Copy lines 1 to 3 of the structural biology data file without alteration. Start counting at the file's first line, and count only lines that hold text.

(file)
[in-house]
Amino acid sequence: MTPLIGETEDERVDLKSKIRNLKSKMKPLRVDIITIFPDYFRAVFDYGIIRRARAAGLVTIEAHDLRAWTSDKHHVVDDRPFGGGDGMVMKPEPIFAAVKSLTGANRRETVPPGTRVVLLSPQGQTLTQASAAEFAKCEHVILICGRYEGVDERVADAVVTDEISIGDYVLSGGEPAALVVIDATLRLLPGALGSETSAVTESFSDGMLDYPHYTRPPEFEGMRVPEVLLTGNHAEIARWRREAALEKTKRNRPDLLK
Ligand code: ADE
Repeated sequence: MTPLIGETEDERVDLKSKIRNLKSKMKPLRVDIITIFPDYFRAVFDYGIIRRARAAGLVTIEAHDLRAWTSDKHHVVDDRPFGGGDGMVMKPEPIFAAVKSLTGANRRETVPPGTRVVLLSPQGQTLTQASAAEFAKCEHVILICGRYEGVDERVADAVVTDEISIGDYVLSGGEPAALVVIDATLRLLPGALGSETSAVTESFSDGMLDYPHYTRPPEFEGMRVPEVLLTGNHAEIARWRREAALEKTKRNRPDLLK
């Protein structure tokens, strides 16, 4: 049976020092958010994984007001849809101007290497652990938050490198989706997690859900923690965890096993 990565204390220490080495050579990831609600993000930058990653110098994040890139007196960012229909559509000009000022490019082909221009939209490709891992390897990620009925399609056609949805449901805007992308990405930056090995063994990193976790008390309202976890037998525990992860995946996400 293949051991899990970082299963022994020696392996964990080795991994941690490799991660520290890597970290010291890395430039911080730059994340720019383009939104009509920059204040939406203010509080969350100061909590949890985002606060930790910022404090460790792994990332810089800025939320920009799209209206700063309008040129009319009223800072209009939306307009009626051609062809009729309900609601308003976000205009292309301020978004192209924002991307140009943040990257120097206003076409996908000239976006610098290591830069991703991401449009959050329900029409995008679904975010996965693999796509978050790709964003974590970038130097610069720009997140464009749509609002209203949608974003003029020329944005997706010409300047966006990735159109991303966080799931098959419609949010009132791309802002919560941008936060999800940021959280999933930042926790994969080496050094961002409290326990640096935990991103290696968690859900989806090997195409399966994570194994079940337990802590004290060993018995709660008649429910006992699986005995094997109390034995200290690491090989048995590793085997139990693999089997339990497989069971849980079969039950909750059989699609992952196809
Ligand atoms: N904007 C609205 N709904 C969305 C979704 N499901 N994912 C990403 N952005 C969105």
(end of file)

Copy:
[in-house]
Amino acid sequence: MTPLIGETEDERVDLKSKIRNLKSKMKPLRVDIITIFPDYFRAVFDYGIIRRARAAGLVTIEAHDLRAWTSDKHHVVDDRPFGGGDGMVMKPEPIFAAVKSLTGANRRETVPPGTRVVLLSPQGQTLTQASAAEFAKCEHVILICGRYEGVDERVADAVVTDEISIGDYVLSGGEPAALVVIDATLRLLPGALGSETSAVTESFSDGMLDYPHYTRPPEFEGMRVPEVLLTGNHAEIARWRREAALEKTKRNRPDLLK
Ligand code: ADE